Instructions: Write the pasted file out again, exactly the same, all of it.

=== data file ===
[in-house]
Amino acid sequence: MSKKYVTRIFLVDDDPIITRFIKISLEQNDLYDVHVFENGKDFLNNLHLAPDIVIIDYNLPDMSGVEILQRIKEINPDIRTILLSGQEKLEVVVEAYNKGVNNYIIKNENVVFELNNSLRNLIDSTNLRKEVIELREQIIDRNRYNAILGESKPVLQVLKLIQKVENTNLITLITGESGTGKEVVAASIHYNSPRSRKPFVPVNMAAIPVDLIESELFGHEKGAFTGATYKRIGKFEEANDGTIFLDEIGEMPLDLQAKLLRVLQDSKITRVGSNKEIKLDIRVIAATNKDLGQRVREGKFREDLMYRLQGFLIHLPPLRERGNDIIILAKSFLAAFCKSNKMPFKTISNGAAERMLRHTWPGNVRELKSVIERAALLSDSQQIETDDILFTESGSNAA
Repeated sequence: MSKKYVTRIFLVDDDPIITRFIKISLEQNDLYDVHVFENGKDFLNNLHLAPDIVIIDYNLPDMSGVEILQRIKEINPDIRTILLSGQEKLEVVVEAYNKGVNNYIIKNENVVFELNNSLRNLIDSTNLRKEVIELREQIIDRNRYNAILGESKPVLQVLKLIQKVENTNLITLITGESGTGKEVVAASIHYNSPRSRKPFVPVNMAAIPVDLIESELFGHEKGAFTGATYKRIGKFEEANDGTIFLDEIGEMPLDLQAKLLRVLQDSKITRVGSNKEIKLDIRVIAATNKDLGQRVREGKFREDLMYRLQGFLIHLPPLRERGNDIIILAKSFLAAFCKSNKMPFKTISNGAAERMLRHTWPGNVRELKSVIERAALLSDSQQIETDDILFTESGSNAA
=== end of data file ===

[in-house]
Amino acid sequence: MSKKYVTRIFLVDDDPIITRFIKISLEQNDLYDVHVFENGKDFLNNLHLAPDIVIIDYNLPDMSGVEILQRIKEINPDIRTILLSGQEKLEVVVEAYNKGVNNYIIKNENVVFELNNSLRNLIDSTNLRKEVIELREQIIDRNRYNAILGESKPVLQVLKLIQKVENTNLITLITGESGTGKEVVAASIHYNSPRSRKPFVPVNMAAIPVDLIESELFGHEKGAFTGATYKRIGKFEEANDGTIFLDEIGEMPLDLQAKLLRVLQDSKITRVGSNKEIKLDIRVIAATNKDLGQRVREGKFREDLMYRLQGFLIHLPPLRERGNDIIILAKSFLAAFCKSNKMPFKTISNGAAERMLRHTWPGNVRELKSVIERAALLSDSQQIETDDILFTESGSNAA
Repeated sequence: MSKKYVTRIFLVDDDPIITRFIKISLEQNDLYDVHVFENGKDFLNNLHLAPDIVIIDYNLPDMSGVEILQRIKEINPDIRTILLSGQEKLEVVVEAYNKGVNNYIIKNENVVFELNNSLRNLIDSTNLRKEVIELREQIIDRNRYNAILGESKPVLQVLKLIQKVENTNLITLITGESGTGKEVVAASIHYNSPRSRKPFVPVNMAAIPVDLIESELFGHEKGAFTGATYKRIGKFEEANDGTIFLDEIGEMPLDLQAKLLRVLQDSKITRVGSNKEIKLDIRVIAATNKDLGQRVREGKFREDLMYRLQGFLIHLPPLRERGNDIIILAKSFLAAFCKSNKMPFKTISNGAAERMLRHTWPGNVRELKSVIERAALLSDSQQIETDDILFTESGSNAA